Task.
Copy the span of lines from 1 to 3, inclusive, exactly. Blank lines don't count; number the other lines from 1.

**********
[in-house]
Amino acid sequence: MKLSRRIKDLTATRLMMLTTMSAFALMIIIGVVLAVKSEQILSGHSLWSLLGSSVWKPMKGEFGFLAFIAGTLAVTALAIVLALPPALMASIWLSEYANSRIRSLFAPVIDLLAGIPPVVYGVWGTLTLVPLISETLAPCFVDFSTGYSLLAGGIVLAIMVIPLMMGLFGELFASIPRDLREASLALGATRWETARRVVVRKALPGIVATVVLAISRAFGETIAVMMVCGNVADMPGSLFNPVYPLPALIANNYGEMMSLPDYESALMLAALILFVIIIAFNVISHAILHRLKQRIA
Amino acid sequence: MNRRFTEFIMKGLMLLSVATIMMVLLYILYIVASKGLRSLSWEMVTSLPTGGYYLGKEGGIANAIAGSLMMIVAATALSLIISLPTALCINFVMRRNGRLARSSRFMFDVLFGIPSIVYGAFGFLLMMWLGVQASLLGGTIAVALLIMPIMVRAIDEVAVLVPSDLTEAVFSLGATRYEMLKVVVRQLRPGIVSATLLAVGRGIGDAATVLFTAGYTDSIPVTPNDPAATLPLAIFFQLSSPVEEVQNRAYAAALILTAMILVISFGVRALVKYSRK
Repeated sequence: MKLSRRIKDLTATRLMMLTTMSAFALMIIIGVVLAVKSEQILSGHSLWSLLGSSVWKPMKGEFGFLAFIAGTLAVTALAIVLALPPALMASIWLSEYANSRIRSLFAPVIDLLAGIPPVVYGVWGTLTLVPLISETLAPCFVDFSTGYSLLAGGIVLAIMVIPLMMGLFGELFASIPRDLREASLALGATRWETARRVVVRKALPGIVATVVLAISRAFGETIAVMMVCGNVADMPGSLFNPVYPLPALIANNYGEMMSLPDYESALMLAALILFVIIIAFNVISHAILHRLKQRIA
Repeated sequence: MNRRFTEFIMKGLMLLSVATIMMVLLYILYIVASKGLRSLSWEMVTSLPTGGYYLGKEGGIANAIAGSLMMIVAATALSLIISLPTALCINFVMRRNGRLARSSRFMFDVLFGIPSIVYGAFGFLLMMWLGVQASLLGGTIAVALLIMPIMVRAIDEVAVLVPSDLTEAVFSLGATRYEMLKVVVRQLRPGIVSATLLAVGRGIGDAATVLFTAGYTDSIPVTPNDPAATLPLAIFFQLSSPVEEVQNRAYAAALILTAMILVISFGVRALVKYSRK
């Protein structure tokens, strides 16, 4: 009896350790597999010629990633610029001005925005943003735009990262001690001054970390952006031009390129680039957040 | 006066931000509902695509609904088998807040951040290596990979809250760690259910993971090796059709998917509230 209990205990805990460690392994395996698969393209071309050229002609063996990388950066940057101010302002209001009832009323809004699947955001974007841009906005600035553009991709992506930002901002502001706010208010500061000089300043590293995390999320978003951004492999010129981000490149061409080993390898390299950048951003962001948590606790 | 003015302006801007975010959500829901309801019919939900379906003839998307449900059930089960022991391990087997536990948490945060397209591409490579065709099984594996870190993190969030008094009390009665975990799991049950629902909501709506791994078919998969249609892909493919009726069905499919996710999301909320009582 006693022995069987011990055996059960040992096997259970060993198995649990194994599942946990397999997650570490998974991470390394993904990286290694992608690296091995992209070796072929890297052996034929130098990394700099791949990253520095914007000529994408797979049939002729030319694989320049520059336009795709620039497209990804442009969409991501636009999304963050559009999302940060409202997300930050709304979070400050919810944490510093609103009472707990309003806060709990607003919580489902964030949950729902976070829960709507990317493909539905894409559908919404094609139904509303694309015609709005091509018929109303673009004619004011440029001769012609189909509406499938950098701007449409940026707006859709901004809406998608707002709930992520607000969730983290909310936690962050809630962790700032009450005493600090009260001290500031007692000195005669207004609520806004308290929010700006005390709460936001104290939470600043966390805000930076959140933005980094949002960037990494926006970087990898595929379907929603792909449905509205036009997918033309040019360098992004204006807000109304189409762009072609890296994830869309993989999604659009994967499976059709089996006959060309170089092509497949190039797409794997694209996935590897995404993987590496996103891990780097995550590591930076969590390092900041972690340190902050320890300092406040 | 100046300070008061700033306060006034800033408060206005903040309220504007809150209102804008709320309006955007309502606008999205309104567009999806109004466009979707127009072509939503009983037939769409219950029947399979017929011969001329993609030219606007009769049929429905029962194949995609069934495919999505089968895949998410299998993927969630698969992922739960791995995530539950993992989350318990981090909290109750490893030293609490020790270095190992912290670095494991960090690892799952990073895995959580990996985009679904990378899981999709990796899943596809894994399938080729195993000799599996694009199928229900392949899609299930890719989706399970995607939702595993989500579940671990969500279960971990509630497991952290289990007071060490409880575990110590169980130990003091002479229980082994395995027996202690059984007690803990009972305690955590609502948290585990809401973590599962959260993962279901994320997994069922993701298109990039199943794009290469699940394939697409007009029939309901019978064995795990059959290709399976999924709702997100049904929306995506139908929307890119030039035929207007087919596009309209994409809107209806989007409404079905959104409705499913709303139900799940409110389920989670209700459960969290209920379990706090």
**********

[in-house]
Amino acid sequence: MKLSRRIKDLTATRLMMLTTMSAFALMIIIGVVLAVKSEQILSGHSLWSLLGSSVWKPMKGEFGFLAFIAGTLAVTALAIVLALPPALMASIWLSEYANSRIRSLFAPVIDLLAGIPPVVYGVWGTLTLVPLISETLAPCFVDFSTGYSLLAGGIVLAIMVIPLMMGLFGELFASIPRDLREASLALGATRWETARRVVVRKALPGIVATVVLAISRAFGETIAVMMVCGNVADMPGSLFNPVYPLPALIANNYGEMMSLPDYESALMLAALILFVIIIAFNVISHAILHRLKQRIA
Amino acid sequence: MNRRFTEFIMKGLMLLSVATIMMVLLYILYIVASKGLRSLSWEMVTSLPTGGYYLGKEGGIANAIAGSLMMIVAATALSLIISLPTALCINFVMRRNGRLARSSRFMFDVLFGIPSIVYGAFGFLLMMWLGVQASLLGGTIAVALLIMPIMVRAIDEVAVLVPSDLTEAVFSLGATRYEMLKVVVRQLRPGIVSATLLAVGRGIGDAATVLFTAGYTDSIPVTPNDPAATLPLAIFFQLSSPVEEVQNRAYAAALILTAMILVISFGVRALVKYSRK